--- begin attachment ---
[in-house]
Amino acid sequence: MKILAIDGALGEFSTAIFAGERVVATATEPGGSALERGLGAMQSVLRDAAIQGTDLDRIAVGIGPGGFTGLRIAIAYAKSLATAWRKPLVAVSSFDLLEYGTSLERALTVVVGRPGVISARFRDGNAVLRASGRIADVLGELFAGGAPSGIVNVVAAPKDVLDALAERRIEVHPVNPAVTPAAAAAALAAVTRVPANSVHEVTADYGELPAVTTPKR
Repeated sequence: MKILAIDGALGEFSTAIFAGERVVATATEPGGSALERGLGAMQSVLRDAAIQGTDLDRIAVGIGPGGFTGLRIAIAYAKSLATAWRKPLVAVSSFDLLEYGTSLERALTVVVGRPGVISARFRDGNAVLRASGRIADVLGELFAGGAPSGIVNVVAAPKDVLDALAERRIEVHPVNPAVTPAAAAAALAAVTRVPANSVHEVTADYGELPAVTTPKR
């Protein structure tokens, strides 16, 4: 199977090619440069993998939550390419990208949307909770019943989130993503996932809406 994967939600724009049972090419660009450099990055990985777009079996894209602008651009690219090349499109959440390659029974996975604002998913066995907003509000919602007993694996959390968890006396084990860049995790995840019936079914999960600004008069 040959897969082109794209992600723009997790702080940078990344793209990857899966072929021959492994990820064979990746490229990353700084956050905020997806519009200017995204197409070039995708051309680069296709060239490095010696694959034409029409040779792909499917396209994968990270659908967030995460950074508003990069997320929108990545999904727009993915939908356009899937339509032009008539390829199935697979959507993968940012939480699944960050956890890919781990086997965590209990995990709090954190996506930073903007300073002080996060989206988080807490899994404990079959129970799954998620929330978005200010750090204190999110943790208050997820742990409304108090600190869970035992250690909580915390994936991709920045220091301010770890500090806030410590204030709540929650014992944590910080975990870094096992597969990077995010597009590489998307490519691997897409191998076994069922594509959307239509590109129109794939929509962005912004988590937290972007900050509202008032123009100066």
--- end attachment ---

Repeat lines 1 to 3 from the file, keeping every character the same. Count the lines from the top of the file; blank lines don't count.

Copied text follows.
[in-house]
Amino acid sequence: MKILAIDGALGEFSTAIFAGERVVATATEPGGSALERGLGAMQSVLRDAAIQGTDLDRIAVGIGPGGFTGLRIAIAYAKSLATAWRKPLVAVSSFDLLEYGTSLERALTVVVGRPGVISARFRDGNAVLRASGRIADVLGELFAGGAPSGIVNVVAAPKDVLDALAERRIEVHPVNPAVTPAAAAAALAAVTRVPANSVHEVTADYGELPAVTTPKR
Repeated sequence: MKILAIDGALGEFSTAIFAGERVVATATEPGGSALERGLGAMQSVLRDAAIQGTDLDRIAVGIGPGGFTGLRIAIAYAKSLATAWRKPLVAVSSFDLLEYGTSLERALTVVVGRPGVISARFRDGNAVLRASGRIADVLGELFAGGAPSGIVNVVAAPKDVLDALAERRIEVHPVNPAVTPAAAAAALAAVTRVPANSVHEVTADYGELPAVTTPKR